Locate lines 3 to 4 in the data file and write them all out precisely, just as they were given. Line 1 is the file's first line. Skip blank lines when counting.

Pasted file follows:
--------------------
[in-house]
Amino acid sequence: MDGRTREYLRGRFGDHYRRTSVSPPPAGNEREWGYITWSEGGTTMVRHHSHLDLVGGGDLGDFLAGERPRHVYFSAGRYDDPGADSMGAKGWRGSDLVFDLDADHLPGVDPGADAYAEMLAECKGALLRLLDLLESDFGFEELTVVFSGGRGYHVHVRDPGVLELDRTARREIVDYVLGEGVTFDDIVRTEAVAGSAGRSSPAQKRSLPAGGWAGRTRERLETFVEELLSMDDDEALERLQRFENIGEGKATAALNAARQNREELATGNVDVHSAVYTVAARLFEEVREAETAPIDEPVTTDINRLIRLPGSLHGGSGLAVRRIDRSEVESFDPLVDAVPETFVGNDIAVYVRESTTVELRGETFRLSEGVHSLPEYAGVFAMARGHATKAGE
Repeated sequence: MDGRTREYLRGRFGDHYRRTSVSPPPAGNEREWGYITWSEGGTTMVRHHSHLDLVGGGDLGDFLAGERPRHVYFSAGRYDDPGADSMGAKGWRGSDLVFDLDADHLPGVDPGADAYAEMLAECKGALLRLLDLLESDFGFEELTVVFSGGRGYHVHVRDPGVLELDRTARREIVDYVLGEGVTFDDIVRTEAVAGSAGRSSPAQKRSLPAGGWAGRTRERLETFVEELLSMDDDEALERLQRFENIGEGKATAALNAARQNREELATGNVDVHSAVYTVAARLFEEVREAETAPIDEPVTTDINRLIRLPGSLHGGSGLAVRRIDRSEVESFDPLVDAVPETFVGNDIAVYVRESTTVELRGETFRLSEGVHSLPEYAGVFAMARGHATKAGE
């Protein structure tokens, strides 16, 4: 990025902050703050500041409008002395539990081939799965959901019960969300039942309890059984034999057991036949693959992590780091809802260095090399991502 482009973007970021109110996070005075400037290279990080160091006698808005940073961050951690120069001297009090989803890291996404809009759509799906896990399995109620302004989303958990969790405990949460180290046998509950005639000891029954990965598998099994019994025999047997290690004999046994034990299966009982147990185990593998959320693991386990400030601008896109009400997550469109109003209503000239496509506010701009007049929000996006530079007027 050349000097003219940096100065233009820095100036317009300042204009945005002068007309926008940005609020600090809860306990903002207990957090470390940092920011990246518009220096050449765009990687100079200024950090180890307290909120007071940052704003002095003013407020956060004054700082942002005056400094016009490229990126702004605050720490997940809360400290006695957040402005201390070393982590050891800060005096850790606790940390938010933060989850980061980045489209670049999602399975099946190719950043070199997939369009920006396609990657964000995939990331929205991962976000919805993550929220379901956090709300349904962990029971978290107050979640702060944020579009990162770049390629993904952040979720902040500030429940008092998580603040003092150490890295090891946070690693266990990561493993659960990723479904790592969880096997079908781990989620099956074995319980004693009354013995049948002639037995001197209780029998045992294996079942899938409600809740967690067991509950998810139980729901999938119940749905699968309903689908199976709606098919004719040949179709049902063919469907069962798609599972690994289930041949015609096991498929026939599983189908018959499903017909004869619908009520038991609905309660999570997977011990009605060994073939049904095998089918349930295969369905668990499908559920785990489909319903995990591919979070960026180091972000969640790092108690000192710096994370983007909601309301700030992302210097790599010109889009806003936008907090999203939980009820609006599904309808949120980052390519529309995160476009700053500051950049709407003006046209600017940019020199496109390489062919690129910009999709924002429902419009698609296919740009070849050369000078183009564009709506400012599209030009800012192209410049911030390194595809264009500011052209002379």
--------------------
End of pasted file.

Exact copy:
Repeated sequence: MDGRTREYLRGRFGDHYRRTSVSPPPAGNEREWGYITWSEGGTTMVRHHSHLDLVGGGDLGDFLAGERPRHVYFSAGRYDDPGADSMGAKGWRGSDLVFDLDADHLPGVDPGADAYAEMLAECKGALLRLLDLLESDFGFEELTVVFSGGRGYHVHVRDPGVLELDRTARREIVDYVLGEGVTFDDIVRTEAVAGSAGRSSPAQKRSLPAGGWAGRTRERLETFVEELLSMDDDEALERLQRFENIGEGKATAALNAARQNREELATGNVDVHSAVYTVAARLFEEVREAETAPIDEPVTTDINRLIRLPGSLHGGSGLAVRRIDRSEVESFDPLVDAVPETFVGNDIAVYVRESTTVELRGETFRLSEGVHSLPEYAGVFAMARGHATKAGE
């Protein structure tokens, strides 16, 4: 990025902050703050500041409008002395539990081939799965959901019960969300039942309890059984034999057991036949693959992590780091809802260095090399991502 482009973007970021109110996070005075400037290279990080160091006698808005940073961050951690120069001297009090989803890291996404809009759509799906896990399995109620302004989303958990969790405990949460180290046998509950005639000891029954990965598998099994019994025999047997290690004999046994034990299966009982147990185990593998959320693991386990400030601008896109009400997550469109109003209503000239496509506010701009007049929000996006530079007027 050349000097003219940096100065233009820095100036317009300042204009945005002068007309926008940005609020600090809860306990903002207990957090470390940092920011990246518009220096050449765009990687100079200024950090180890307290909120007071940052704003002095003013407020956060004054700082942002005056400094016009490229990126702004605050720490997940809360400290006695957040402005201390070393982590050891800060005096850790606790940390938010933060989850980061980045489209670049999602399975099946190719950043070199997939369009920006396609990657964000995939990331929205991962976000919805993550929220379901956090709300349904962990029971978290107050979640702060944020579009990162770049390629993904952040979720902040500030429940008092998580603040003092150490890295090891946070690693266990990561493993659960990723479904790592969880096997079908781990989620099956074995319980004693009354013995049948002639037995001197209780029998045992294996079942899938409600809740967690067991509950998810139980729901999938119940749905699968309903689908199976709606098919004719040949179709049902063919469907069962798609599972690994289930041949015609096991498929026939599983189908018959499903017909004869619908009520038991609905309660999570997977011990009605060994073939049904095998089918349930295969369905668990499908559920785990489909319903995990591919979070960026180091972000969640790092108690000192710096994370983007909601309301700030992302210097790599010109889009806003936008907090999203939980009820609006599904309808949120980052390519529309995160476009700053500051950049709407003006046209600017940019020199496109390489062919690129910009999709924002429902419009698609296919740009070849050369000078183009564009709506400012599209030009800012192209410049911030390194595809264009500011052209002379």